On 1 January 1890, Italy set the boundaries of Eritrea and ruled it as a colony until 1941, when the British defeated the Italians in Africa and took over the administration. After the Italian defeat in World War II, Britain administered Eritrea. Following a decision by the United Nations, Eritrea was federated to Ethiopia in 1952, with a certain amount of autonomy. However, during the federation with Ethiopia, Emperor Haile Selassie’s government systematically violated the rights granted by the UN. The oppression culminated with the dissolution of the Eritrean parliament and the annexation of Eritrea as Ethiopia’s fourteenth province in 1962. In 1961, an armed struggle for independence began. The thirty years of fighting ended in May 1991, when the Eritrean People’s Liberation Front (EPLF) liberated Asmara and established the Provisional Government of Eritrea (PGE). In an internationally supervised referendum in April 1993, 99.8% of Eritreans voted for independence, which was officially declared on 24 May 1993.
Eritrea is located on the Horn of Africa, extending over 1,000 kilometers from Ras Kassar in the north to Ras Dumeira in the south in the strait of Bab-el-Mendeb. Ethiopia and Sudan lie to the west of the country, Djibouti to the east, and across the Red Sea are Saudi Arabia and Yemen. Eritrea, including the Dahla archipelago, covers an area of 124,324 square kilometres. The country comprises a high plateau and a coastal plain. The altitude ranges from the highest mountain, Amba Soira (3,010 metres), to the Dankaful depression (100 meters below sea level). The coastal plain consists of semi-arid desert. Tthe Dahla archipelago consists of more than 300 islands and is located off the port city of Massawa. Asmara, capital of Eritrea, has a population of 400,000 people. Assab has 28,000 people and Massawa has 25,000.
Eritrea’s 3.5 million citizens belong to nine major ethnic groups, and are part of three distinct linguistic families: the Cushitic (or Hamitic), the Semitic, and the Nilotic language families. Cushitic languages are spoken by the Beja in western Eritrea, the Afar in the southern tip of the country, and the Saho in the eastern parts of the highlands. The mostly widely spoken languages in Eritrea are Tigrigna and Tigré. They are closely related Semitic languages. Tigrigna is spoken by 50% of the population, while 25% speak Tigré. Kunama and Baria, the Nilotic languages of Eritrea, are spoken in the lowlands between the Gash and Setit rivers. The main working languages of Eritrea are Tigrigna and Arabic. English is the medium of instruction from high school level upwards.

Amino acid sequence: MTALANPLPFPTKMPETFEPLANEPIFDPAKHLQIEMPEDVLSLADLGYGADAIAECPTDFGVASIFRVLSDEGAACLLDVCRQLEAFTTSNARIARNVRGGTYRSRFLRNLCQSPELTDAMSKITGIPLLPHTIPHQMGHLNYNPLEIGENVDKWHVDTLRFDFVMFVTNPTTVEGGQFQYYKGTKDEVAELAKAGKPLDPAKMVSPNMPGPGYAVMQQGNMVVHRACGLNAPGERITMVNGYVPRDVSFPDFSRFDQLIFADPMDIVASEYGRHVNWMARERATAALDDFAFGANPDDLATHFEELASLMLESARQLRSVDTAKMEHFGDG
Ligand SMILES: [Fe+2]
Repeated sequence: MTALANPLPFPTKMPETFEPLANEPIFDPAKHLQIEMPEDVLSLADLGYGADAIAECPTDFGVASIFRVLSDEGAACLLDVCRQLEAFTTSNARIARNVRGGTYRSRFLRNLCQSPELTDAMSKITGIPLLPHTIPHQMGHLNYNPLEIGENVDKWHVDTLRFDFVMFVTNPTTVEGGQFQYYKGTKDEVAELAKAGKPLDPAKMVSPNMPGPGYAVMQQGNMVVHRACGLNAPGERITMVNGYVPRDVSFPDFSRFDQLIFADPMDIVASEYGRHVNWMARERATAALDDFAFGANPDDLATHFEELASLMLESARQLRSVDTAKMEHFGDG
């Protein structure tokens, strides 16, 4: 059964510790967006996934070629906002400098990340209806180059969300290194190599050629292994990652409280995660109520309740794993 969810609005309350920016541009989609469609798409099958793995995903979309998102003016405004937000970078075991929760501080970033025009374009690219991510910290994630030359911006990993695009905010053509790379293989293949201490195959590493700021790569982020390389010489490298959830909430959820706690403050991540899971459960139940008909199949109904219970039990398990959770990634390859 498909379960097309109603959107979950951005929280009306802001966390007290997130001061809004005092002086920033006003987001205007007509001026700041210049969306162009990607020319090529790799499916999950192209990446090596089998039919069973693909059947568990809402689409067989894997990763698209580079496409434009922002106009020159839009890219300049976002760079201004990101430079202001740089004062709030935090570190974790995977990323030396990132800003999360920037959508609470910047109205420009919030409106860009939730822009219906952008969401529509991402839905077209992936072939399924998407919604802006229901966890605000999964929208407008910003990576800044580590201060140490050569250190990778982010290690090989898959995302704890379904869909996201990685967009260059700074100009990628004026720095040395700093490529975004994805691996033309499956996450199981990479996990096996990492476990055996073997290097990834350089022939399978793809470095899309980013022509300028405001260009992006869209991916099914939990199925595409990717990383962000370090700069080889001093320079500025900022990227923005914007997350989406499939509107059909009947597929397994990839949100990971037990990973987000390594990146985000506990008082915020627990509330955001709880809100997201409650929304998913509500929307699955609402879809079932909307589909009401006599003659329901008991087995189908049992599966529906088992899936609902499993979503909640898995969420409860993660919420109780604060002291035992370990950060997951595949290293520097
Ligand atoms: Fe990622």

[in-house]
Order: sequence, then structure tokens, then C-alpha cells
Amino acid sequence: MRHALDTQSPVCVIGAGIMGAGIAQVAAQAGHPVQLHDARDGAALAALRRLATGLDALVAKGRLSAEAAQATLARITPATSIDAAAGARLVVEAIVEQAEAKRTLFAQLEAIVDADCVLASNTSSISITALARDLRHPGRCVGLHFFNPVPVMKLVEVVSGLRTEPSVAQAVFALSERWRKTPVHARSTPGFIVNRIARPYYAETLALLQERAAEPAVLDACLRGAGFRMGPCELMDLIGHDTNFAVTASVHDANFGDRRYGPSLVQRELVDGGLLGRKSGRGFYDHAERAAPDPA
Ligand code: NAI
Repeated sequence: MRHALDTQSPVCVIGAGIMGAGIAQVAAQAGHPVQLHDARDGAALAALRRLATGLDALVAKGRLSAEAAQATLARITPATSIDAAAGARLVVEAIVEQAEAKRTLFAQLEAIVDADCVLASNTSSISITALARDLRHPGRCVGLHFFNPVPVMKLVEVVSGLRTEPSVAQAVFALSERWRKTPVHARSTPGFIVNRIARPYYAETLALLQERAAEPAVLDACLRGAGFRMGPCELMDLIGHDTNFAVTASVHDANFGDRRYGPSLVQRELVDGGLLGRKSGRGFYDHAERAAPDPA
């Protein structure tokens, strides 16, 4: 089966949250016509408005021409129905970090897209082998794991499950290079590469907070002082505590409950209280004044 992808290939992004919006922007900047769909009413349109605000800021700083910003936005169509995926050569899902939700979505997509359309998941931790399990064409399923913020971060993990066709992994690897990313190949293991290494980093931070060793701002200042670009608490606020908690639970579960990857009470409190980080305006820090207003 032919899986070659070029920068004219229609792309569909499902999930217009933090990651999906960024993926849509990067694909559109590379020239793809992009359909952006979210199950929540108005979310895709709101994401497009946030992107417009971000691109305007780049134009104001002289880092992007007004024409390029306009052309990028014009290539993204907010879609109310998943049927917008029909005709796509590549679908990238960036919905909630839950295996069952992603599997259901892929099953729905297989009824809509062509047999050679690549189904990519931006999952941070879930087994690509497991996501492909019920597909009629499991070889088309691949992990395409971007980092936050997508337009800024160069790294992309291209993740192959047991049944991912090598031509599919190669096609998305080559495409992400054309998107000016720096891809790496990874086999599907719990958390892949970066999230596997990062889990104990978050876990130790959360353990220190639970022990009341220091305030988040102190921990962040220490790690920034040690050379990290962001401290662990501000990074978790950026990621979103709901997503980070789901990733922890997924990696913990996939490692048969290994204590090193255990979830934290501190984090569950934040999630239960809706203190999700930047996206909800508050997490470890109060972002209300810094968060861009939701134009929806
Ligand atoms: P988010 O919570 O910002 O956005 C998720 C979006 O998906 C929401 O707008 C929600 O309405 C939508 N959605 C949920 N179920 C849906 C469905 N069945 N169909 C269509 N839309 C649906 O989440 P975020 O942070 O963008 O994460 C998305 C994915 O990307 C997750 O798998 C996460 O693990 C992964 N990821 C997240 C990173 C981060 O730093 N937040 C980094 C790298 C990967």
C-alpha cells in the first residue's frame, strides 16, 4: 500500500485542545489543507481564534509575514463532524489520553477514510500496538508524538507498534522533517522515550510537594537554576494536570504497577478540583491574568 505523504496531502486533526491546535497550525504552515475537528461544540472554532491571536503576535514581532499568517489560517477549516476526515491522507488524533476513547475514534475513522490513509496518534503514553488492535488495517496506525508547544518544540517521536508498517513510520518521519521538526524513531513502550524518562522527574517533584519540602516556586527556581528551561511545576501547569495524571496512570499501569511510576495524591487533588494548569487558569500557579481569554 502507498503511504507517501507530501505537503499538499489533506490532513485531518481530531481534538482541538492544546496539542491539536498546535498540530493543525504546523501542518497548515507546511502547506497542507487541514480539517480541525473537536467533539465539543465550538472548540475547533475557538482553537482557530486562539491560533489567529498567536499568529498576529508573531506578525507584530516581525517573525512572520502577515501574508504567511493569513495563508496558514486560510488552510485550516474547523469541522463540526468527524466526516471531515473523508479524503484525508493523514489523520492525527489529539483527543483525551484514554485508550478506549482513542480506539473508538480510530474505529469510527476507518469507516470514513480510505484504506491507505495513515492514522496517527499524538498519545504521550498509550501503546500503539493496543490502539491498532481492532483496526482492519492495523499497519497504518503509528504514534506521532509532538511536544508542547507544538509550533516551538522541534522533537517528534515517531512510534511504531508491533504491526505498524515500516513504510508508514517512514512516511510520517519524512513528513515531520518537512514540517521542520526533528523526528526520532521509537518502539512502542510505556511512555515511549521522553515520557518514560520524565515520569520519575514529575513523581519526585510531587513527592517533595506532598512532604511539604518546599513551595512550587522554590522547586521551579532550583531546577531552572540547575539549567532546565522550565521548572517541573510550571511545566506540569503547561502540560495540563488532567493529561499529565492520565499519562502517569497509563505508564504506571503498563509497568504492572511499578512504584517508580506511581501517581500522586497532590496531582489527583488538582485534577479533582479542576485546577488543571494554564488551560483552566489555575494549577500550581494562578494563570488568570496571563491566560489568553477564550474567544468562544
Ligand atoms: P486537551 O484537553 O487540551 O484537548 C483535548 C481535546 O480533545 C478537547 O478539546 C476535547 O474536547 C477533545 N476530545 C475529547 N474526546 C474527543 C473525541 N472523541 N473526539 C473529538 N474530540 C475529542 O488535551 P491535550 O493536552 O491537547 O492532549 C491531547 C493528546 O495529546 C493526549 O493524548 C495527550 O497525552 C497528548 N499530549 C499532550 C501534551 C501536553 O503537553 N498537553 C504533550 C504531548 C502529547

The government includes legislative, executive, and judicial branches. The judicial body operates independenly of both the legislative and executive bodies and has a court system extending from the village, district, zonal, and national levels. The National Assembly outlines the internal and external policies of the government, regulates their implementation, and approves the budget. The legislative body, the National Assembly, has 150 members. Half of them are members of the central committee of the People’s Front for Democracy and Justice (PFDJ), the name adopted by the EPLF at its February 1994 congress. The other 75 representatives are elected. The president nominates officials to head the various ministries, commissions, and offices. The cabinet comprises 16 members chaired by the president. The cabinet has the highest authority between sessions of the national assembly and is accountable to national assembly. A constitutional commission of Eritrea (CCE) which commenced work in 1994 with a two year mandate to draft a constitution has completed its work. The draft constitution is to be submitted to the national assembly for approval and eventual submission to a constituent assembly.
The Eritrean Government is currently engaged in creating a modern, technologically advanced and internationally competitive economy where private enterprise is the driving economic force. Historically, Eritrea has been a trading nation with its strategic location and accessibility to the markets of the Middle East and Africa. Agriculture Agriculture is the main sector of Eritrean economy, and three quarters of the population is dependent upon the production of crops and livestock. The main crops are cotton, sorghum, vegetables, wheat, millet, sesame, and beans. The government has targeted this sector as a priority, identifying the attainment of food security as a long term goal. This includes increasing food production as well as the employment and income levels of the rural population. Industry and Trade The Department of Industry’s objectives are to modernise existing industries and direct them toward becoming export enterprises. New industries will be established, indigenous techology will be made more competitive, and women’s participation in industry will especially be promoted. Within the Department of Trade, the Export Promotion Office aims to improve the competitive position of Eritrean exports in regional markets. The efforts are focused on the country’s traditional export sectors, such as textiles and related products, clothing, footwear, leather and leather products, agricultural products (fruit, oil seeds and gums), fish, and salt.